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‘Hunger Games’ makes for good reading

July 8, 2012
By LESLIE LETUSICK - Copy editor ( , The Herald-Star

Not wanting to fall behind like I did with the "Twilight Saga," I started reading "The Hunger Games" just as the first movie hit the theaters. I can sum the entire series up in one word: awesome.

I had no idea what the book would be about when I first picked it up. All I knew was it was best-seller and a must-read for "Twilight" fans (which I am, in case you haven't noticed.) So, I bought the first book while my son and I were out shopping one day. When I bought the first one, I debated whether or not to just get the second one. I did not and came to regret it.

I read the first book cover to cover in eight hours. I could not put it down. When I finished, I sat wishing I had purchased "Catching Fire," the next book. I finally got it a few days later as a Mother's Day gift. I read it front to back in seven hours. When my husband and son took me shopping for my flowers for my garden, I purchased "Mockingjay," the third and final book. I also read it in eight hours. Yes, you could say I really liked the books.

"The Hunger Games," the first of the series by Suzanne Collins, is about teenagers who are forced into an arena and must fight to the death, with only one child surviving, as the rest of the nation is forced to watch. Gruesome? Brutal? Yes. I have not seen the movie on the big screen yet, but I can only image how the director brought the deaths of 22 teenagers to life for theaters. Because of a love story that comes out before the games begin, the creators allow two children to survive. These two children become the focus of the nation and hence, the other books.

How the games work: There are 12 districts, and two contestants from each, one boy and one girl, are chosen to fight to the death. They are put into an arena constructed by the creators, which is full of disasters. The nation watches on television as the 24 teens fight until there is one man or woman standing. The games were started because the 13th District disobeyed the Capitol, the leaders. This was their way to show the other districts not to even try it, to remind them of their place.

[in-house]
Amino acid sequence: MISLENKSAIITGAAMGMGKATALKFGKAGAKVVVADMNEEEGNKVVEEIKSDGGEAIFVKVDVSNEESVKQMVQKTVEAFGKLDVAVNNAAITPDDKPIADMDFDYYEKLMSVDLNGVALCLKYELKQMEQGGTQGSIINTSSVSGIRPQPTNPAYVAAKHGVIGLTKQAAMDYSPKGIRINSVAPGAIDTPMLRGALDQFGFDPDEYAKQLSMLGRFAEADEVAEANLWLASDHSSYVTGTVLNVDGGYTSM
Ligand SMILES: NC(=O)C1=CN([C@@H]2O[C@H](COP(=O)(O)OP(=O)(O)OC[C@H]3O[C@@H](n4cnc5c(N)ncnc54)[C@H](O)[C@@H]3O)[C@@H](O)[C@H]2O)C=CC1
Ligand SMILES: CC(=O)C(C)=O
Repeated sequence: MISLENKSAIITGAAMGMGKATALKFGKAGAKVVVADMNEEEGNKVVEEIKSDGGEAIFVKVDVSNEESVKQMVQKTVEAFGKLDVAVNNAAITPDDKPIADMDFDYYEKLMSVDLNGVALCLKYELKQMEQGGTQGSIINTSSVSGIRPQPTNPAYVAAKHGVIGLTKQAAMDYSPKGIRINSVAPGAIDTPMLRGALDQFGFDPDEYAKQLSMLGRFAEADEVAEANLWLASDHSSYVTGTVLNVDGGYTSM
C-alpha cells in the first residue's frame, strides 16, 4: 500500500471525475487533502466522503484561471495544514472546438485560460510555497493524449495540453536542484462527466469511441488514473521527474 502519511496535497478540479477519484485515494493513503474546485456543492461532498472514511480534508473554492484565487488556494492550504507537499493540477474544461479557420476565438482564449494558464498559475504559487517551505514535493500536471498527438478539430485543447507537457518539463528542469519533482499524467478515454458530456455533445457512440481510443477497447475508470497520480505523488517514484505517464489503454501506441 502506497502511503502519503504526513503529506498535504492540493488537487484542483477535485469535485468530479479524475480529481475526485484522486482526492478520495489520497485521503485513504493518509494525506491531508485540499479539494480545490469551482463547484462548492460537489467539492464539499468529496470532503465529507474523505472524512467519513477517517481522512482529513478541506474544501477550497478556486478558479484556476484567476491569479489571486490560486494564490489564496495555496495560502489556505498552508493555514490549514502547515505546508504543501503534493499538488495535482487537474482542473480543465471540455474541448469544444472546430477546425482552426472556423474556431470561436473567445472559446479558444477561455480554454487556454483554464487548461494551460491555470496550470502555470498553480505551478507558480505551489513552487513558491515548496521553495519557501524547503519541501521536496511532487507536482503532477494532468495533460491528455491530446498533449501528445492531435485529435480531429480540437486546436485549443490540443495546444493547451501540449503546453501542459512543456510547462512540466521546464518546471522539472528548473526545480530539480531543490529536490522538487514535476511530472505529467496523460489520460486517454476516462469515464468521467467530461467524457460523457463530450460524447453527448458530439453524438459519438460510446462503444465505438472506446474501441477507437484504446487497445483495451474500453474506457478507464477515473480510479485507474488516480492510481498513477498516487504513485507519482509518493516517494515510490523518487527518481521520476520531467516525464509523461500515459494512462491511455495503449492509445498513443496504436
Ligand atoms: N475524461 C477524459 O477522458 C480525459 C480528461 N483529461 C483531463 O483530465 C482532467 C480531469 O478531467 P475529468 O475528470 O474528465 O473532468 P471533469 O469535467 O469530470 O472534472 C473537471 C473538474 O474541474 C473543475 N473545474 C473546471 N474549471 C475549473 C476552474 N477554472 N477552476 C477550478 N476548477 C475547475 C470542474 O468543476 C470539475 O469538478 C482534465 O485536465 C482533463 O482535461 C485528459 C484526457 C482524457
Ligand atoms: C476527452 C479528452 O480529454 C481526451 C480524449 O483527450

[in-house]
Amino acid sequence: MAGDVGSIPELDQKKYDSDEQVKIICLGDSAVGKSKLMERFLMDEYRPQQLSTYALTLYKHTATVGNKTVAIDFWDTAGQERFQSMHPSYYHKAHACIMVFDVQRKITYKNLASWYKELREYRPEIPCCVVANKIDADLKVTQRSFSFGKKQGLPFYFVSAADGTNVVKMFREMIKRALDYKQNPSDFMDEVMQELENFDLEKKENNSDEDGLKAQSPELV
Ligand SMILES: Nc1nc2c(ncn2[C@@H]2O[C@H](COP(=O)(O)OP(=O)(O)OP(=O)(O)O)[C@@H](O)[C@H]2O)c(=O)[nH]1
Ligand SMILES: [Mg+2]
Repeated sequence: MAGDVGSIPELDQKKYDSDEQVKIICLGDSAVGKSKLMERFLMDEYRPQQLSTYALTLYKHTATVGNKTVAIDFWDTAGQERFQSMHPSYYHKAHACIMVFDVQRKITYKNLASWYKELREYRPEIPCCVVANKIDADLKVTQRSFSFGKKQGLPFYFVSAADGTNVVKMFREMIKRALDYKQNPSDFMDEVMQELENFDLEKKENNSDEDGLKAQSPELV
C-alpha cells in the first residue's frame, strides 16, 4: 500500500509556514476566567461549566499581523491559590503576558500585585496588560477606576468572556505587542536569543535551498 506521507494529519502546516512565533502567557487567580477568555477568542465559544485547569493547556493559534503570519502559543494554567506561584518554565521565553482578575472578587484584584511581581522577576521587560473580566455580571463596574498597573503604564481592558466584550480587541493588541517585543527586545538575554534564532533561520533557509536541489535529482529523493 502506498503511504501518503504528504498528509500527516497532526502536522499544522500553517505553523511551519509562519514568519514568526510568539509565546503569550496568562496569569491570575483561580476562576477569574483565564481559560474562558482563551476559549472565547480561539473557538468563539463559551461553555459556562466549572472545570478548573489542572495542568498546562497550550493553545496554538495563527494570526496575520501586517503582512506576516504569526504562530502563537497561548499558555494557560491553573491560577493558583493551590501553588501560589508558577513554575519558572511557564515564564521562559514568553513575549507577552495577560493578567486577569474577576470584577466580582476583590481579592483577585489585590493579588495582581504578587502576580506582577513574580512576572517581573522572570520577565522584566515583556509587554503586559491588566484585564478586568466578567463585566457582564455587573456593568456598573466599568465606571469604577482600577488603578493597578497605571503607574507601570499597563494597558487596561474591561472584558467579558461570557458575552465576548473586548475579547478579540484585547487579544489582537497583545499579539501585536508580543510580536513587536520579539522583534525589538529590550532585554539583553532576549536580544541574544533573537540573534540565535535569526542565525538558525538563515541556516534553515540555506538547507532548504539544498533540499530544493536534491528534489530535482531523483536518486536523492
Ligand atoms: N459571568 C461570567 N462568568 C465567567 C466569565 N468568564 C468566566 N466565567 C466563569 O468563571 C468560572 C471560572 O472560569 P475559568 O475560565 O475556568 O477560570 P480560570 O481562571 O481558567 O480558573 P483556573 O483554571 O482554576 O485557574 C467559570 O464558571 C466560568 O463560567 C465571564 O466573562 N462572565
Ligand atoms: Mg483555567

Katniss of District 12 is the main character. She steps up and takes her younger sister's place in the games because she knows her sister had no chance. Peeta is the male chosen to go. During the interview process for the games, it is revealed that Peeta is in love with Katniss. The audience loves it.

Once the games begin, the creators change the rules to allow two contestants to win IF they are from the same district. Katniss had once been fighting alone, but when she hears the news, she finds an injured Peeta and nurses him back to health. The final two contestants are indeed Peeta and Katniss. Then, to their dismay, the creators change the rules back to allow only one winner. What are they do to? Peeta and Katniss have played up their love story and are the new Romeo and Juliet. One surely can't kill the other. No, Katniss won't let that happen. She disobeys the creators, and she and Peeta plan to eat poison berries and both die, which the creators cannot have. Once they realize her plan, they again decide to allow both to win.

Katniss becomes the enemy because she disobeyed the leaders, just as District 13 had done. She also becomes an icon that starts the war between the Capitol and the Districts. Everyone looks up to her. Everyone believes in her. The Capitol tries many times to take her out and fails.

In addition to having the weight of saving everyone on her shoulders, Katniss also must face the love triangle she is involved in. Peeta loves her. Her friend Gale loves her. Who does she love? She comes to learn the answer is Peeta.

In the end, she, with the help of some friends, aids in freeing the districts from under the Capitol's thumb. She and Peeta live happily ever after back in their home, District 12.

These books are amazing. In my opinion, you are missing out if you don't read them.

Now, I have been told I need to read "Fifty Shades of Gray." To read or not to read???

(Letusick, a resident of Rayland, is a copy editor for The Herald-Star and The Weirton Daily Times.)

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